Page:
An AWS account is a potent tool, but it must be treated with care like all things powerful. Performing a basic lockdown on an Amazon account is not rocket science but must be done.
The basic steps are as follows:
Use a strong password, and create a strong password policy.
As of November 2020, all new AWS accounts will have a default password policy. One can view this policy as follows.
Sign into the AWS console, search for and select IAM.
Thence select Account Settings from the left hand pane. And note the Password policy settings:
Do note, in this case we have applied a custom policy with the following parameters:
- The minimum password length is 14 characters.
- One uppercase letter
- One lowercase letter
- One Numeric
- One non-alphanumeric character
- 90-day expiration
- Self Service password rotation
- No password reuse for 24 rotations
Enable MFA for root account
As prior, search for and access the IAM dashboard, and select the My access key link from the right hand panel. Note any security alerts. (In this case no MFA)
In the Your Security Credentials Panel, expand the MFA drop down and select Activate MFA.
In the pop up select the MFA device you will use (I have selected Virtual MFA and will use an OTP application on my phone), select continue.
A list of compatible applications can be found here
I have declined to expose my qr code and mfa sequence here, but the steps are select show QR code, scan said with your mfa app, enter two sequential codes and click continue
Note MFA eanbled.
Delete any secret access keys for the root account.
While in the root user Security Credentials panel expand the Access Key drop down.
If any access keys are Status Active, select the Action(s), Make Inactive and then Delete. (Note the key displayed was created for this missive and will be removed)
On Deactivation note the review pop up and select Deactivate.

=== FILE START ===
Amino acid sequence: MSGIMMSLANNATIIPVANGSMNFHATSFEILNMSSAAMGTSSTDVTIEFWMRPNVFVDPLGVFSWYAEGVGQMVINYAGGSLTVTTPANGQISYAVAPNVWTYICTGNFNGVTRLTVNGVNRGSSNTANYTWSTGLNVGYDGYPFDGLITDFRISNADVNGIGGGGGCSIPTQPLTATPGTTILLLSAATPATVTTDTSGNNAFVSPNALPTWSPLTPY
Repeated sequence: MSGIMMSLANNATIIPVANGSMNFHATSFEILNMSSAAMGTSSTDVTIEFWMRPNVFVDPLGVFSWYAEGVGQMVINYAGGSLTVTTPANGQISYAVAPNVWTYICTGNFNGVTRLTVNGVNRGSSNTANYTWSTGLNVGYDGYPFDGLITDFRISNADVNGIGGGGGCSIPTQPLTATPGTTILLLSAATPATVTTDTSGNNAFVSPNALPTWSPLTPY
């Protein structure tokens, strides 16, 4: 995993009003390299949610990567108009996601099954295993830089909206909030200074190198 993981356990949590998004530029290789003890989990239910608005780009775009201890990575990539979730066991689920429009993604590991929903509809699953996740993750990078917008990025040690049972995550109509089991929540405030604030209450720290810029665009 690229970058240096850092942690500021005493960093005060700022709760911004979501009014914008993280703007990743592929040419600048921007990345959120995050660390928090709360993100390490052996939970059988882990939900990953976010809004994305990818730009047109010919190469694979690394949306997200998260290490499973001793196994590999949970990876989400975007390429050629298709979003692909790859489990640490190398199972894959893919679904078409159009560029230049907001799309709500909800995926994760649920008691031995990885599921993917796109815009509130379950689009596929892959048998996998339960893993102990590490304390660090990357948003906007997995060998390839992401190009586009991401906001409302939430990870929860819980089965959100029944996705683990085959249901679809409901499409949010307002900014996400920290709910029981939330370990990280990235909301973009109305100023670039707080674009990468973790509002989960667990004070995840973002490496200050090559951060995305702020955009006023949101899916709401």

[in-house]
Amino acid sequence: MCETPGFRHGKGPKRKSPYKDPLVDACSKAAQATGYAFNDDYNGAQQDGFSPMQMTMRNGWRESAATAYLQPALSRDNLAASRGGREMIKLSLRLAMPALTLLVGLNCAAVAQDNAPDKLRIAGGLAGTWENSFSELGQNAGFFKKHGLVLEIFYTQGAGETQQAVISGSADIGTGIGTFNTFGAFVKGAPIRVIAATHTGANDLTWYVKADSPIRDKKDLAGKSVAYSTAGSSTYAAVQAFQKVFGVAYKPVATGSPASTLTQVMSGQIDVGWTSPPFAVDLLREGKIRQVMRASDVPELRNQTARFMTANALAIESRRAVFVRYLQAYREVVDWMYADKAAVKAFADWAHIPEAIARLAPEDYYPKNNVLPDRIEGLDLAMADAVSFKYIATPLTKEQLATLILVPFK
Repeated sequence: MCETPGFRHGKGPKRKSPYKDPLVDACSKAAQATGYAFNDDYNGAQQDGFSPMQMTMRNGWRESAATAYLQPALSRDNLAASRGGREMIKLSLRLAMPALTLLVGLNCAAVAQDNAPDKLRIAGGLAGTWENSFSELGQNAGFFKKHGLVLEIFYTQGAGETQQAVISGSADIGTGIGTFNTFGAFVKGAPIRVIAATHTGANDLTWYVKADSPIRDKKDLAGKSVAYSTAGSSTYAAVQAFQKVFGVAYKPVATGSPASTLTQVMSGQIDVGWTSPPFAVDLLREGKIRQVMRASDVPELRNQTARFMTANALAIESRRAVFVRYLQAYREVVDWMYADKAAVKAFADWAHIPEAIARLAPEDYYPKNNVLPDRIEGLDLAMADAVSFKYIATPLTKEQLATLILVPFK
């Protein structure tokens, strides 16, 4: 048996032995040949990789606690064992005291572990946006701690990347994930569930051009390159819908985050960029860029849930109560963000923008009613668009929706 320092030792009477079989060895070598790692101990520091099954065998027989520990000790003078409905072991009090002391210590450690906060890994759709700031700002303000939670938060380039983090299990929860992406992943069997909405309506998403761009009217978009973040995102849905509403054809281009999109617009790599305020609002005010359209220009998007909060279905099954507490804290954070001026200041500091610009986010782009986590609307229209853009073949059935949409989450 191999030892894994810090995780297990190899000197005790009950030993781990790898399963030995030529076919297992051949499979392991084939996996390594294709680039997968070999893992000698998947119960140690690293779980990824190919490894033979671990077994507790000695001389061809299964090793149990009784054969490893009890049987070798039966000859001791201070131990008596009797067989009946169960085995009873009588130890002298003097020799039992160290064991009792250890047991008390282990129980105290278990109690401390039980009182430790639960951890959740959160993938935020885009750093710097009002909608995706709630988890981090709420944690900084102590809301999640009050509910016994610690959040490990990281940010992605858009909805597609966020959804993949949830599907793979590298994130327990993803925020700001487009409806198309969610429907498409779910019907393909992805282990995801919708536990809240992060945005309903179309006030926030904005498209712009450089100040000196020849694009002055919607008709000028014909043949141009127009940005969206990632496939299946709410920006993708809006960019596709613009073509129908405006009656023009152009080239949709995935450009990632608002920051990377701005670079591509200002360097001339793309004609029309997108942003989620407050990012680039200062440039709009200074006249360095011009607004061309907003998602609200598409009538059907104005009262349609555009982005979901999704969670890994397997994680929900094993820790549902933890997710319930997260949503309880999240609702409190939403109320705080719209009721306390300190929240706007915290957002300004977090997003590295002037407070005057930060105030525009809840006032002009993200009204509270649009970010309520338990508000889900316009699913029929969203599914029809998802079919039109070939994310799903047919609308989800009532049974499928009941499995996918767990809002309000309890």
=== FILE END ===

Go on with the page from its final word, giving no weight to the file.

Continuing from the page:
On Delete Request review the popup, re enter the key and select delete.
Note the confirmation of deletion.
Create IAM groups for day to day functions.
- One group may be for full administrators
- This may have the AdministratorAccesss policy attached
- Another group may be developers
- And may have limited access to specific services
- Another group maybe auditor
- This group may have READ-ONLY access
Create user accounts for each user
Each user should have their own login into the account. Logins should NOT be shared; individual logins allow the tracking of actions to a specific person and the least-privilege application to the individua
Enable MFA for each user
This is quite similar to the process for the root user, but one shall need to interact closely with the end-user
Remove any unneeded user access keys.
Access keys provide access to the AWS APIs and are quite necessary for programmatic (think automation) access. They should be created and documented for a business need. Once created, they should be audited for use and age.
Note that this user, is part of a group, has no access keys, has a current password, is a current user, and has a virtual MFA.
Additional reading resources can be found at: